This humped back Wild apple appears on the back cover of Nick Lenz' Bonsai from the Wild (long out of print).
Today, we've got a somewhat random collection of top notch American bonsai. There are so many, so don't despair if your favorite is not here. We're planning to make this a regular series, but even if we do it a thousand times, we'll still miss some good ones.
This Hinoki cypress by Dan Robison is from Will Hiltz' wonderful book Gnarly Branches, Ancient Trees. I don't know if Elandan Gardens still has copies for sale, but you can find it online and it's a purchase worth making.
The natural look (or who needs manicured bonsai?). This photo captures two things I love about Eladan Gardens. The first is the rugged uncontrived look that characterizes Dan Robinson's bonsai, and the second is the perfect setting. The tree is a Sierra juniper (Juniperus occidentalis).
One of Nick "Larch Master" Lenz’ famous unique American larches as it appears in Wikipedia.
Another unique bonsai by Nick, who was gifted in so many ways. I believe Nick made the ceramic tank too.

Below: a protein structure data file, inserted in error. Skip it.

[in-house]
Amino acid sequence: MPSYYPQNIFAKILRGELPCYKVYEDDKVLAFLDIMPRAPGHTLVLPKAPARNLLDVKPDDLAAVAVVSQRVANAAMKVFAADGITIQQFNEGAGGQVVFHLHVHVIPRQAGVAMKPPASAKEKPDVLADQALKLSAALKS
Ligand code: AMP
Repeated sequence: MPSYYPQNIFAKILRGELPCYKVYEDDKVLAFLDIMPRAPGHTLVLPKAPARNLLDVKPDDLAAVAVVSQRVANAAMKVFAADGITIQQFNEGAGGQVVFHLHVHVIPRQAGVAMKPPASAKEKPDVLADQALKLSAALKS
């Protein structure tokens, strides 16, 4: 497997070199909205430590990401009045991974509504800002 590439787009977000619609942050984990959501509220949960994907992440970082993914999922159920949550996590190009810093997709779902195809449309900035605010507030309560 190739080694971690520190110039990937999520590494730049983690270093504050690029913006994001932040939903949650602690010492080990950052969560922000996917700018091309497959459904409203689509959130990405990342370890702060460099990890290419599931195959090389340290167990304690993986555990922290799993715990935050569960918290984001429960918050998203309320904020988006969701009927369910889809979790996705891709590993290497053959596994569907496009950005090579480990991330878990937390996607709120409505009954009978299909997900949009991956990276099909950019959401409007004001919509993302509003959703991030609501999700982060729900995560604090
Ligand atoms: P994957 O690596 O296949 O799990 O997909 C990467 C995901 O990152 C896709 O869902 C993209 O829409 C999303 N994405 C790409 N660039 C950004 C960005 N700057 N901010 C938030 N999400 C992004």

This photo is from a post by Ryan Neil titled Bald Cypress #1, Evolution.
Ponderosa pine potted in an old brake drum by Michael Hagedorn of Crataegus Bonsai. By the way Michael is the author of Bonsai Heresy a book that annihilates mistaken notions and illuminates deep bonsai truths.
Ben Oki's famous Chinese hackberry (Celtis sinensis). Mr Oki donated it to the Pacific Bonsai Museum where it now resides and stands as one of the crown jewels in this amazing collection.
This Trident maple belongs to Bjorn Bjorholm.
Bjorn at his Eisei-en Bonsai Garden with a monster yamadori One seed juniper (Juniperus monosperma). It's the same tree that Bjorn worked on in an advanced bonsai course that was hosted by Bonsai Empire. We featured it in a review of the course couple years ago.
This Korean hornbeam belongs to Bill Valavanis. Bill has at least two famous Hornbeams. This one's a Korean hornbeam (Carpinus turczaninowii - some sources list it as Carpinus coreana, and I have seen it listed as Carpinus turczaninowii var Coreana... I'm sure Bill could shed some light).